The Pollinator Petitioners contend that the Fish and Game Commission has clear legal authority under CESA to place insects on the California Endangered Species List. There is also strong scientific support that these four bee species meet the requirements for listing. Under the current regulatory timeline, the Commission is likely to make a final decision to place these four species on the endangered species list this year, making these bees the first invertebrate pollinators placed on the state endangered species list. Placement on the endangered species list will protect these native species from ‘take’, including activities that could cause them to go extinct, and will allow for additional conservation measures to be implemented. Efforts are already underway to restore habitat for bees on farms and in cities throughout California. An increased investment in pollinator habitat, along with protection from insecticides and pathogens, will be required to prevent these bumble bees from going extinct.
Bumble Bee Profiles
- Crotch’s bumble bee (Bombus crotchii), a bee with yellow, black and often orange on its abdomen, is considered Endangered by the International Union of the Conservation of Nature (IUCN); it only persists in 20% of its historic range, and has declined by 98% in relative abundance (its abundance relative to other species of bumble bees). This bee historically occurred from the northern Central Valley to Baja Mexico, but currently persists primarily in southern coastal habitats and some areas to the north and southwest of Sacramento.
- The western bumble bee (Bombus occidentalis occidentalis) has a range that extends across the western U.S. and southern Canada. In California, it was historically known from the northern part of the state, the coastal region, and the mountains. It currently persists primarily in the Sierra Nevada; its relative abundance has declined by 84%.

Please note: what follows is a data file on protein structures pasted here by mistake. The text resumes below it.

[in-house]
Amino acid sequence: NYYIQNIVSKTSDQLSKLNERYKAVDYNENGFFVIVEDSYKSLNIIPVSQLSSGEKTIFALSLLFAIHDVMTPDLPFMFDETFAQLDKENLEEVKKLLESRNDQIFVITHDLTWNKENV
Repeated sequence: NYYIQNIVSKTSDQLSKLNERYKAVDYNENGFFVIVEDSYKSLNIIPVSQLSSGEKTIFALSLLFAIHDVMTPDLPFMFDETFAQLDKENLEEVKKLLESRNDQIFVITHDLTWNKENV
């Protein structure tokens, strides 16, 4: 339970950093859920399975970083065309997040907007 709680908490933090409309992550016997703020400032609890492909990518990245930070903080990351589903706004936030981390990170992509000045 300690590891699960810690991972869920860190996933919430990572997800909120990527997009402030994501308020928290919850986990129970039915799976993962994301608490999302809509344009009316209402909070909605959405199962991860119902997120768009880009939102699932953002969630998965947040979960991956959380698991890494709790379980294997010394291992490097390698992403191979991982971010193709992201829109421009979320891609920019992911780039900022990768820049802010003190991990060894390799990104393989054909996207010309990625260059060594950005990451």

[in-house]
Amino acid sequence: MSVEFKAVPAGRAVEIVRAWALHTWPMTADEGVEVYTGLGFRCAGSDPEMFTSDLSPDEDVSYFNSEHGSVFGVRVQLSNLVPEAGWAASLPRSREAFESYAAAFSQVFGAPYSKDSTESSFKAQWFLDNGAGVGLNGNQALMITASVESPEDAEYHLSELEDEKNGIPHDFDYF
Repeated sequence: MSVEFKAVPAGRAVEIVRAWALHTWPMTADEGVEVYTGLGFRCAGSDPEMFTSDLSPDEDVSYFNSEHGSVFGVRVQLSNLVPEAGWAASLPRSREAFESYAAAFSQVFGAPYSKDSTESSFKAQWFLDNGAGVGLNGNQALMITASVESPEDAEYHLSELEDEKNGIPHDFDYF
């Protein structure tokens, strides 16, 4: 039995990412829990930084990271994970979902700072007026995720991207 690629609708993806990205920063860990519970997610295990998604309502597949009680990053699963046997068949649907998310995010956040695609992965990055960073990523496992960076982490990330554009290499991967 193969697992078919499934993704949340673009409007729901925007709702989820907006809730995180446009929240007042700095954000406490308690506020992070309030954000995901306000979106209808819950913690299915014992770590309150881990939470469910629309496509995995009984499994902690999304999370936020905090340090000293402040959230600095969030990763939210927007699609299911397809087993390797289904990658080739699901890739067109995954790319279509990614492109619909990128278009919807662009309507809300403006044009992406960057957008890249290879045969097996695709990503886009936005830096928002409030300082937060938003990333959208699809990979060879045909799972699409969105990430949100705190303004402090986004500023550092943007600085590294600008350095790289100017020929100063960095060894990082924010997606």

- The Suckley cuckoo bumble bee (Bombus suckleyi) was historically found throughout the western U.S. As a cuckoo bumble bee, it is found only where its host species of bumble bees, including the western bumble bee, remain. It is considered Critically Endangered by the IUCN and its range has declined by 58%.
- Franklin’s bumble bee (Bombus franklini), which historically occurred in an area about 60 miles wide in the Siskiyou Mountains of northern California and southern Oregon may already be extinct. Despite extensive annual surveys by Dr. Robbin Thorp, professor emeritus at the University of California–Davis, Franklin’s bumble bee has not been seen since 2006.
Read the CESA petition: https://xerces.org/publications/policy-statements/california-esa-bumble-bee-petition-2018
Read the Intervention Motion: https://defenders.org/sites/default/files/2020-01/2020-01-28%20Native%20Bees%20MTI.pdf
The following images are available for media use. Species and photo credits listed under each image. Please email [email protected] if you require a different size or format.
Crotch's bumble bee, Bombus crotchii (Credit: Xerces Society / Stephanie McKnight.)
Western bumble bee, Bombus occidentalis (Credit: Xerces Society / Rich Hafield)
ABOUT THE XERCES SOCIETY FOR INVERTEBRATE CONSERVATION
The Xerces Society is a nonprofit organization that protects wildlife through the conservation of invertebrates and their habitat. Established in 1971, the Society is a trusted source for science-based information and advice. We collaborate with people and institutions at all levels and our work to protect pollinators encompasses all landscapes. Our team draws together experts from the fields of habitat restoration, entomology, botany and conservation biology with a single passion: protecting the life that sustains us. To learn more about our work, please visit xerces.org or follow us @xercessociety on Twitter, Facebook or Instagram.
ABOUT DEFENDERS OF WILDLIFE
Defenders of Wildlife is dedicated to the protection of all native animals and plants in their natural communities. With over 1.8 million members and activists, Defenders of Wildlife is a leading advocate for innovative solutions to safeguard our wildlife heritage for generations to come. For more information, visit Defenders.org/newsroom and follow us on Twitter @Defenders.
ABOUT CENTER FOR FOOD SAFETY